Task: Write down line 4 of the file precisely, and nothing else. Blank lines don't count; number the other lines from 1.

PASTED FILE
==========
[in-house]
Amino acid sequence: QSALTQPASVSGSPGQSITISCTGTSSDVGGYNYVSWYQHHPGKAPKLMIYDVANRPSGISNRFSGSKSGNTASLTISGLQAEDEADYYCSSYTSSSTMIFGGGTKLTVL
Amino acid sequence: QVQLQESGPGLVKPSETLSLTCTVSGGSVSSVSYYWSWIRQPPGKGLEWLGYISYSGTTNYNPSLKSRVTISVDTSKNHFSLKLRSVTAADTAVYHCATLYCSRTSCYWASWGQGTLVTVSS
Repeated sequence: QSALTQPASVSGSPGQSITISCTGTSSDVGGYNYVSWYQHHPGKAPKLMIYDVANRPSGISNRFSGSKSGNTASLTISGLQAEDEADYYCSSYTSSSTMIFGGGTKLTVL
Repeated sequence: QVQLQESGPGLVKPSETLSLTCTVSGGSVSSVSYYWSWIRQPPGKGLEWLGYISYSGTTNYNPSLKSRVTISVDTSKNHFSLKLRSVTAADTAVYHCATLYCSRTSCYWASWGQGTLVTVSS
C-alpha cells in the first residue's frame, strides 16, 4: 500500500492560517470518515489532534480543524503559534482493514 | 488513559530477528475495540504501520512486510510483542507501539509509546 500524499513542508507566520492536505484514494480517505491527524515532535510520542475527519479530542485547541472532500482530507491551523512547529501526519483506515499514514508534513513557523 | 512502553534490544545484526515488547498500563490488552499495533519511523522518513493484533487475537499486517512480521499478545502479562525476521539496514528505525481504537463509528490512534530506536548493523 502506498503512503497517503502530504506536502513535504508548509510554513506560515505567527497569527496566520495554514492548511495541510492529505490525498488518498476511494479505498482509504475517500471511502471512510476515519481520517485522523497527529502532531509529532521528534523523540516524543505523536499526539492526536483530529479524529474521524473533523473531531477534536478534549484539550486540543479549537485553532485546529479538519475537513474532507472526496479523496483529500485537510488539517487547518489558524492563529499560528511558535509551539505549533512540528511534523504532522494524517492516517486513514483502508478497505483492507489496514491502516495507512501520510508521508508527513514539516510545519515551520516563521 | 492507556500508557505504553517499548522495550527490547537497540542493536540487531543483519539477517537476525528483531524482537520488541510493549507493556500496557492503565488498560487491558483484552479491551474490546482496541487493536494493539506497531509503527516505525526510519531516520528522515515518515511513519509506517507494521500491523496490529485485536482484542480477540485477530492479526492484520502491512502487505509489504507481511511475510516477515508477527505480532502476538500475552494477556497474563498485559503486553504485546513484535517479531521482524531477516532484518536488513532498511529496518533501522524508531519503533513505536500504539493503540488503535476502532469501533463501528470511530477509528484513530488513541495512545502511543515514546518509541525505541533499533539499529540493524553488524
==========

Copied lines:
Repeated sequence: QSALTQPASVSGSPGQSITISCTGTSSDVGGYNYVSWYQHHPGKAPKLMIYDVANRPSGISNRFSGSKSGNTASLTISGLQAEDEADYYCSSYTSSSTMIFGGGTKLTVL